Senate bill would greenlight natural gas exports to US allies

A group of Senate Republicans and two centrist Democrats shook up political debates over U.S. natural gas exports Thursday with new legislation that would ensure federal approval of exports to NATO countries and Japan.

Sens. John BarrassoJohn BarrassoLacking White House plan, Senate focuses on infrastructure Effective climate protection means better policy and harnessing market forces GOP senators move to bolster border security, crack down on immigration MORE (R-Wyo.), Mark BegichMark BegichPerez creates advisory team for DNC transition The future of the Arctic 2016’s battle for the Senate: A shifting map MORE (D-Alaska) and several colleagues floated the bill as the Energy Department (DOE) reviews 16 applications to export liquefied natural gas (LNG) to countries that don’t have free-trade deals with the U.S.

ADVERTISEMENT
Federal law, according to DOE, generally requires approval of exports to nations that have such trade deals with the U.S., but other applications face much more scrutiny from regulators.

The “Expedited LNG for American Allies Act” would put NATO allies and Japan, which is seeking to expand imports as most of its nuclear capacity remains offline, on equal footing with the formal free-trade partners.

But the prospect of a major export expansion has generated opposition from some big U.S. manufacturing and chemical companies, who fear higher domestic prices, and has drawn pushback from some environmentalists as well.

A slew of oil-and-gas industry and business groups, however, are strongly backing the export plans. Barrasso called exports good for Wyoming, a natural gas-producing state, and the nation as a whole.

“This will expand economic opportunities across America and help lower our nation's trade deficit. Our bill will also promote the energy security of key U.S. allies by helping reduce their dependence on oil and gas from countries, such as Russia and Iran,” he said in a statement about the new bill.

The bill expands on legislation floated late in 2012 by now-retired Sen. Dick Lugar (R-Ind.) that would provide automatic approval for exports to NATO countries.

In addition to Japan and NATO countries, the new Senate bill would also require DOE to approve exports to other countries if the State Department, in consultation with the Defense Department, determines that it would promote U.S. security interests.

With debates on exports heating up, many eyes are on new Senate Energy and Natural Resources Committee Chairman Ron WydenRon WydenTrump's Democratic tax dilemma Senate Dems push Trump admin to protect nursing home residents' right to sue Overnight Finance: Trump-Russia probe reportedly expands to possible financial crimes | Cruel September looms for GOP | Senate clears financial nominees | Mulvaney reverses on debt ceiling MORE (D-Ore.), who has expressed skepticism about a major expansion.

He has said that Congress should step in to help ensure that regulators find the “sweet spot” on the level of exports allowed. Wyden’s office did not provide immediate comment on Barrasso’s new bill.

Begich, in supporting the bill, highlighted Japan’s push to import more gas.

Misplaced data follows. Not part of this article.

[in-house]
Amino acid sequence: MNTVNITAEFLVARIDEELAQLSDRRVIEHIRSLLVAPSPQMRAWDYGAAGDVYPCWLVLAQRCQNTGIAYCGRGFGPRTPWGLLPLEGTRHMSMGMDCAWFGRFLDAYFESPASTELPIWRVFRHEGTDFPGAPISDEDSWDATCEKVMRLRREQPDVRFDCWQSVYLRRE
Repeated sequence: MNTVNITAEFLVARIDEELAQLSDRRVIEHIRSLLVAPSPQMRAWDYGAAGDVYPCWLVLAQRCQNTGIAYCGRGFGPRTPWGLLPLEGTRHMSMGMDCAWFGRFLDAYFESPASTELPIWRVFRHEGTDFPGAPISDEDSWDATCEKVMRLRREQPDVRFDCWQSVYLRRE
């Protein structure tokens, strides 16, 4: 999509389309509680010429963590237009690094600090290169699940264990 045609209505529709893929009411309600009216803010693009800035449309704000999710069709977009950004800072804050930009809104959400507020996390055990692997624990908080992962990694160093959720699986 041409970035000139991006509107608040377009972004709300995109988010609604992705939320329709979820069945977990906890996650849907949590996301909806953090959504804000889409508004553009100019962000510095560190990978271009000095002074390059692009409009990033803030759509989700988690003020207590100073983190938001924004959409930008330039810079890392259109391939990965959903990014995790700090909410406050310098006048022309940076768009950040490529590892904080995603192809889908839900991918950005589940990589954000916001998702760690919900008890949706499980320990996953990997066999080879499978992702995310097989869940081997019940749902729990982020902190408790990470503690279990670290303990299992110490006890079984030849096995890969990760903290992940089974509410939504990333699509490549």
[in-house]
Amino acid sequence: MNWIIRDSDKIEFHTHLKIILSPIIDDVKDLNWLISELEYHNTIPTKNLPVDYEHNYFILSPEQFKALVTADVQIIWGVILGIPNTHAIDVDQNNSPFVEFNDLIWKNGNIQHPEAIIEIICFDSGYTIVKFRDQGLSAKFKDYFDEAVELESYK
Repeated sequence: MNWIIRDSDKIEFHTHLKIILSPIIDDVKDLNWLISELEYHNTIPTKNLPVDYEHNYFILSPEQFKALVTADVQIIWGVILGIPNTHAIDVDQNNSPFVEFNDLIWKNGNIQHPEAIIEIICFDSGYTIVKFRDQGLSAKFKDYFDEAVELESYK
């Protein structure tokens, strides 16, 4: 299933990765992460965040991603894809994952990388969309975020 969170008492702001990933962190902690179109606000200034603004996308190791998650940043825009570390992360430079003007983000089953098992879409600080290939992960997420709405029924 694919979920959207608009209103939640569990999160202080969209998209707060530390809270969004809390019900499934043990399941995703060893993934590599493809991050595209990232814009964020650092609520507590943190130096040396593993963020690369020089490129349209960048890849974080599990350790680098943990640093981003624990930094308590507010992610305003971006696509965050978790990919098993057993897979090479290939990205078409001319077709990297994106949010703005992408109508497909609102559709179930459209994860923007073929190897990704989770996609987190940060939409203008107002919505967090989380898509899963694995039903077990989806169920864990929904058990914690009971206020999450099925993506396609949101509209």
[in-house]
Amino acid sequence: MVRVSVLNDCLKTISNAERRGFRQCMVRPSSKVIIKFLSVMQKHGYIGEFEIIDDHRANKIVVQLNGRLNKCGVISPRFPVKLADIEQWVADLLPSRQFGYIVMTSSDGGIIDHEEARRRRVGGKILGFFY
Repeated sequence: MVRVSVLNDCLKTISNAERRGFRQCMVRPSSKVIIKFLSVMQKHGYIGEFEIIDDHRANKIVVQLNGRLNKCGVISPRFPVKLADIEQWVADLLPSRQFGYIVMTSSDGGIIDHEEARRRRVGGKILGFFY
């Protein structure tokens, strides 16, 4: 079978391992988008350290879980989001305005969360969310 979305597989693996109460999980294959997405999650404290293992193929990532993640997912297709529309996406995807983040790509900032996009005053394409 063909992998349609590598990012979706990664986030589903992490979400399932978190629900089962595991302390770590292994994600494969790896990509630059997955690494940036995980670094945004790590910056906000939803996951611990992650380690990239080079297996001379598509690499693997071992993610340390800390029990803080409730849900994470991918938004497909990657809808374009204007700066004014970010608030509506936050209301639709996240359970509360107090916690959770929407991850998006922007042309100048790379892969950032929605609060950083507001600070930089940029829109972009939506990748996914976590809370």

“In addition to being a key strategic ally for our nation, Japan has been Alaska’s number one trading partner for decades. When I talk to members of the Japanese parliament or officials from Japanese utilities, concern for the security of their natural gas supply always comes up. The U.S. and Alaska have plenty of natural gas to sell to Japan and our NATO allies, and I can’t think of a better place to sell it than to our strategic and economic partners,” Begich said in a statement.

Japan is already the world’s largest LNG importer, and the 2011 nuclear disaster has further increased its need for outside energy supplies.

Almost all of Japan’s nuclear plants remain offline in the wake of the March 2011 earthquake and tsunami, which led to meltdowns at the Fukushima Daiichi plant.

The other initial sponsors of Barrasso's bill are Sens. John CornynJohn CornynCongressional investigations — not just special counsels — strengthen our democracy Wrath of right falls on Google THE MEMO: Trump's base cheers attacks on McConnell MORE (R-Texas), James InhofeJames InhofeWasting America’s nuclear opportunity McCain absence adds to GOP agenda’s uncertainty GOP signals infrastructure bill must wait MORE (R-Okla.), Tom CoburnTom CoburnAl Franken: 'I make fun of the people who deserved it' The more complex the tax code, the more the wealthy benefit Congress, stop using our nation's military policy for political purposes MORE (R-Okla.), Mike EnziMike EnziSenate panel might not take up budget until October Debt group urges GOP chairman to avoid budget 'gimmicks' Fiscal hawks call for ‘mini-bargain’ on budget MORE (R-Wyo.), Heidi HeitkampHeidi HeitkampTrump's Democratic tax dilemma It's time for McConnell to fight with Trump instead of against him The real litmus test is whether pro-life democrats vote for pro-life legislation MORE (D-N.D.), John HoevenJohn HoevenGOP senator criticizes EPA head's closed-door meeting in North Dakota Senate GOP eyes end to August session McCain absence adds to GOP agenda’s uncertainty MORE (R-N.D.), Ron JohnsonRon JohnsonOPINION | 'Crazy talk' threatens war, praises Putin, attacks McConnell GOP senators rally to McConnell's defense amid Trump attacks Johnson: McCain ‘absolutely’ on his game MORE (R-Wis.), Mike LeeMike LeeTrouble draining the swamp? Try returning power to the states Congress must act to protect data privacy before courts make surveillance even easier Five tough decisions for the GOP on healthcare MORE (R-Utah) and David VitterDavid VitterYou're fired! Why it's time to ditch the Fed's community banker seat Overnight Energy: Trump set to propose sharp cuts to EPA, energy spending Former La. official tapped as lead offshore drilling regulator MORE (R-La.).